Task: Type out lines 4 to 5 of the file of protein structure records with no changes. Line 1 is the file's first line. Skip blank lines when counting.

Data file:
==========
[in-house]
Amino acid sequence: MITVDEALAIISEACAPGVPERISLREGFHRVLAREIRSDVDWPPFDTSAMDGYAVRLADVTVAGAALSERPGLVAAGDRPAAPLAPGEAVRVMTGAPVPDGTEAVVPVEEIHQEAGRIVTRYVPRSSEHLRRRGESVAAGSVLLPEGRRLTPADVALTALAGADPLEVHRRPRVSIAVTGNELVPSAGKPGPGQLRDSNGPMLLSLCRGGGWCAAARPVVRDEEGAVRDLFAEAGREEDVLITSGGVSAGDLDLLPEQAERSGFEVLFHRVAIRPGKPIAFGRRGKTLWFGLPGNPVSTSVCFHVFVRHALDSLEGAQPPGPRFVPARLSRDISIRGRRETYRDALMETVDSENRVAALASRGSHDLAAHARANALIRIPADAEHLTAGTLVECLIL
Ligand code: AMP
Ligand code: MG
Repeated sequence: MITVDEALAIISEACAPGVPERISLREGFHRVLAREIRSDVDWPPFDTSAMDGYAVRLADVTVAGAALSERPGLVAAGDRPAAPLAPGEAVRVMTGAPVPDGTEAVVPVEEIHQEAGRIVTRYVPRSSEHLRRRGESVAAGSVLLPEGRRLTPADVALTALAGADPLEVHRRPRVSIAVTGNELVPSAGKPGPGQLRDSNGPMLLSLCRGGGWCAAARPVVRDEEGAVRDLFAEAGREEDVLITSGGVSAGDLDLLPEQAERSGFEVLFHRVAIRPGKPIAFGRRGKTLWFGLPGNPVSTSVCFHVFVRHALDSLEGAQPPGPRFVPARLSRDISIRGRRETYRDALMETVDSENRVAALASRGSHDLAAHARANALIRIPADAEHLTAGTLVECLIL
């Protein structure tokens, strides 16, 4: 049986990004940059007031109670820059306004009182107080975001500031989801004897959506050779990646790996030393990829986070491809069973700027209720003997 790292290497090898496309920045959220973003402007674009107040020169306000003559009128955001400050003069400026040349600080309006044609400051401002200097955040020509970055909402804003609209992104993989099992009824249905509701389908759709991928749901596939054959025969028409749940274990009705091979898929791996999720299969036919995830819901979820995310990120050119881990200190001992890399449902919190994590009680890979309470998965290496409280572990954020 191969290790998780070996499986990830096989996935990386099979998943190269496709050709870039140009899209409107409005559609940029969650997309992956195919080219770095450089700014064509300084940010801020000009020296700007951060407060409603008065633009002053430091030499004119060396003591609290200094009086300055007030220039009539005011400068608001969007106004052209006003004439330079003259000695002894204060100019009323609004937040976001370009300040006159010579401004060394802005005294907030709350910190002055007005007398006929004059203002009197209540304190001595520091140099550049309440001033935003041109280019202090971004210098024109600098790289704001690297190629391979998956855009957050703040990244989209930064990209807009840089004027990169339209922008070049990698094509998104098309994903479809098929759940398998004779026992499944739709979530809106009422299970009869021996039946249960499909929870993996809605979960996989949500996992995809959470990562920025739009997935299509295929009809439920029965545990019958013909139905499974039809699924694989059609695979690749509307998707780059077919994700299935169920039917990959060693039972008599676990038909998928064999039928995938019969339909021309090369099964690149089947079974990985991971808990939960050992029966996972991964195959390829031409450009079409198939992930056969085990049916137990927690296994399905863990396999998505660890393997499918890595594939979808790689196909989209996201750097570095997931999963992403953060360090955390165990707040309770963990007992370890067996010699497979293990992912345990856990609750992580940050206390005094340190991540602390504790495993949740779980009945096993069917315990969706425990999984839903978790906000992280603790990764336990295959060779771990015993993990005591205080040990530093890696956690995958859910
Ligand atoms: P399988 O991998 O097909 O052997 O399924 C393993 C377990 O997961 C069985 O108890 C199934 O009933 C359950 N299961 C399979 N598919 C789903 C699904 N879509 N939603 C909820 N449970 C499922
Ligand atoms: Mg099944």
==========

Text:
Ligand code: MG
Repeated sequence: MITVDEALAIISEACAPGVPERISLREGFHRVLAREIRSDVDWPPFDTSAMDGYAVRLADVTVAGAALSERPGLVAAGDRPAAPLAPGEAVRVMTGAPVPDGTEAVVPVEEIHQEAGRIVTRYVPRSSEHLRRRGESVAAGSVLLPEGRRLTPADVALTALAGADPLEVHRRPRVSIAVTGNELVPSAGKPGPGQLRDSNGPMLLSLCRGGGWCAAARPVVRDEEGAVRDLFAEAGREEDVLITSGGVSAGDLDLLPEQAERSGFEVLFHRVAIRPGKPIAFGRRGKTLWFGLPGNPVSTSVCFHVFVRHALDSLEGAQPPGPRFVPARLSRDISIRGRRETYRDALMETVDSENRVAALASRGSHDLAAHARANALIRIPADAEHLTAGTLVECLIL